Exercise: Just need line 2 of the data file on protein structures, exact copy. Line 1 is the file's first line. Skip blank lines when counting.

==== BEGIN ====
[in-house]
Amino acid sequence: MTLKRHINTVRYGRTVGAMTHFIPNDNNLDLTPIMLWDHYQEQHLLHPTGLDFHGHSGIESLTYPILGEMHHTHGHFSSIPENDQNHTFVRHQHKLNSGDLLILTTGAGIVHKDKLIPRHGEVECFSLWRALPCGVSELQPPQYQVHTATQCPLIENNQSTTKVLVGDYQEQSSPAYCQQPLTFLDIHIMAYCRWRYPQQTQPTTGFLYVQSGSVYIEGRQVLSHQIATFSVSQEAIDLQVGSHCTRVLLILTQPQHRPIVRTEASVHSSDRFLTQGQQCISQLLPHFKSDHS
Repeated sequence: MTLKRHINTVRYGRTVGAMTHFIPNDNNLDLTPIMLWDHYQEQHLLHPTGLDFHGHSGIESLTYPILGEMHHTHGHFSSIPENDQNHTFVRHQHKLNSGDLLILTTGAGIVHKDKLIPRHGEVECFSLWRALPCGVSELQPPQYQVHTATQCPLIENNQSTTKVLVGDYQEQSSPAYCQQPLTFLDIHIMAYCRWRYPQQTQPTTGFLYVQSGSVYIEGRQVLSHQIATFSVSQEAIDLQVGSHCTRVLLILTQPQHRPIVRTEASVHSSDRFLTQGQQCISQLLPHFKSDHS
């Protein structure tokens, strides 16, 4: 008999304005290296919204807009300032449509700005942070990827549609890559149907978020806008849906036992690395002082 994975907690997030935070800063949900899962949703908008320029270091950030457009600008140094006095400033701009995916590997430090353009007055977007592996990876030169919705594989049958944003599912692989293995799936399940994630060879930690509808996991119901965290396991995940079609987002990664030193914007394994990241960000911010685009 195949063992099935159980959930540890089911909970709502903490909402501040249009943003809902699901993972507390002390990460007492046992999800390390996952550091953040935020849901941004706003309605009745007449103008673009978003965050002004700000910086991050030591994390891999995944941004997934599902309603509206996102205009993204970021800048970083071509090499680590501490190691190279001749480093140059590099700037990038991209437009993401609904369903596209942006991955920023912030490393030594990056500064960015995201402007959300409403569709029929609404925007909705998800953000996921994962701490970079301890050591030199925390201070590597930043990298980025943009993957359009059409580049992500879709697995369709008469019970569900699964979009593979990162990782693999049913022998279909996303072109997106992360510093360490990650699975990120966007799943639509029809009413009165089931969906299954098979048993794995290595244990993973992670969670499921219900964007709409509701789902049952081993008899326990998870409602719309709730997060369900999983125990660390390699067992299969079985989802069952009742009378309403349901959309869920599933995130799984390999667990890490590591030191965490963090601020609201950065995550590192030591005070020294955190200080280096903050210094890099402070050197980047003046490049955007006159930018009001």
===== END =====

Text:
Amino acid sequence: MTLKRHINTVRYGRTVGAMTHFIPNDNNLDLTPIMLWDHYQEQHLLHPTGLDFHGHSGIESLTYPILGEMHHTHGHFSSIPENDQNHTFVRHQHKLNSGDLLILTTGAGIVHKDKLIPRHGEVECFSLWRALPCGVSELQPPQYQVHTATQCPLIENNQSTTKVLVGDYQEQSSPAYCQQPLTFLDIHIMAYCRWRYPQQTQPTTGFLYVQSGSVYIEGRQVLSHQIATFSVSQEAIDLQVGSHCTRVLLILTQPQHRPIVRTEASVHSSDRFLTQGQQCISQLLPHFKSDHS